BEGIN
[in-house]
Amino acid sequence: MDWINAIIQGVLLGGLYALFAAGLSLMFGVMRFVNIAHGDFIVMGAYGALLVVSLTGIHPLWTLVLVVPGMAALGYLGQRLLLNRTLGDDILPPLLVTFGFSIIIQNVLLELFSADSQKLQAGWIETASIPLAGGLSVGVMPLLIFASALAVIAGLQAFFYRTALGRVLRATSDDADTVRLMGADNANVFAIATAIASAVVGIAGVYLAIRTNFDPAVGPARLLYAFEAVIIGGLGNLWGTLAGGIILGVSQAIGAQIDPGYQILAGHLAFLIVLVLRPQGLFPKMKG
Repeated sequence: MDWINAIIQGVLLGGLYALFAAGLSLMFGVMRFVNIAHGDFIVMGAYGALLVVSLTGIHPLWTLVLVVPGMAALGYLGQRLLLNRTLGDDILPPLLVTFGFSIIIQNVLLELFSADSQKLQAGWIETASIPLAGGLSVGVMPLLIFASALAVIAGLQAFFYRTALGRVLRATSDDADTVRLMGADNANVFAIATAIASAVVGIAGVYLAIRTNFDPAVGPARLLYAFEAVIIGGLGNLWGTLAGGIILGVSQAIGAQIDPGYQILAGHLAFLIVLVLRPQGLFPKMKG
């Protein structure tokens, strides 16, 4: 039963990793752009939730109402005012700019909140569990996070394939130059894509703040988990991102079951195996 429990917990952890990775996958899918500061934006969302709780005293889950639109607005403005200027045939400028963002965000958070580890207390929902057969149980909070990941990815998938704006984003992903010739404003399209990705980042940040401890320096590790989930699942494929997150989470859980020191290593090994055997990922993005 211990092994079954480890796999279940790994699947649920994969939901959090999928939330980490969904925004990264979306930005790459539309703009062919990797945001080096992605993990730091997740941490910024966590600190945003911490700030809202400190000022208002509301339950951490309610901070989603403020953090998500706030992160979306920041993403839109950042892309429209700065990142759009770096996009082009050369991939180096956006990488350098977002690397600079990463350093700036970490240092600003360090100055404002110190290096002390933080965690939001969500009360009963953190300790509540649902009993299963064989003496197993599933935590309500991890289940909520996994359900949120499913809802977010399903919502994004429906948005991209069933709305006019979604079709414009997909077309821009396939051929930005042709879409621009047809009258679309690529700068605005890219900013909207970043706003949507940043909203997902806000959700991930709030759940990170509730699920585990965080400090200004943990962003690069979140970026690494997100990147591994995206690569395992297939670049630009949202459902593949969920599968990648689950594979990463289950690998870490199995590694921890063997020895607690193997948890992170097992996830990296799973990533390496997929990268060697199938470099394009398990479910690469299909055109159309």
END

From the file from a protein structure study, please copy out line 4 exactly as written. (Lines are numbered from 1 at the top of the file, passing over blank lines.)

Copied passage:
């Protein structure tokens, strides 16, 4: 039963990793752009939730109402005012700019909140569990996070394939130059894509703040988990991102079951195996 429990917990952890990775996958899918500061934006969302709780005293889950639109607005403005200027045939400028963002965000958070580890207390929902057969149980909070990941990815998938704006984003992903010739404003399209990705980042940040401890320096590790989930699942494929997150989470859980020191290593090994055997990922993005 211990092994079954480890796999279940790994699947649920994969939901959090999928939330980490969904925004990264979306930005790459539309703009062919990797945001080096992605993990730091997740941490910024966590600190945003911490700030809202400190000022208002509301339950951490309610901070989603403020953090998500706030992160979306920041993403839109950042892309429209700065990142759009770096996009082009050369991939180096956006990488350098977002690397600079990463350093700036970490240092600003360090100055404002110190290096002390933080965690939001969500009360009963953190300790509540649902009993299963064989003496197993599933935590309500991890289940909520996994359900949120499913809802977010399903919502994004429906948005991209069933709305006019979604079709414009997909077309821009396939051929930005042709879409621009047809009258679309690529700068605005890219900013909207970043706003949507940043909203997902806000959700991930709030759940990170509730699920585990965080400090200004943990962003690069979140970026690494997100990147591994995206690569395992297939670049630009949202459902593949969920599968990648689950594979990463289950690998870490199995590694921890063997020895607690193997948890992170097992996830990296799973990533390496997929990268060697199938470099394009398990479910690469299909055109159309």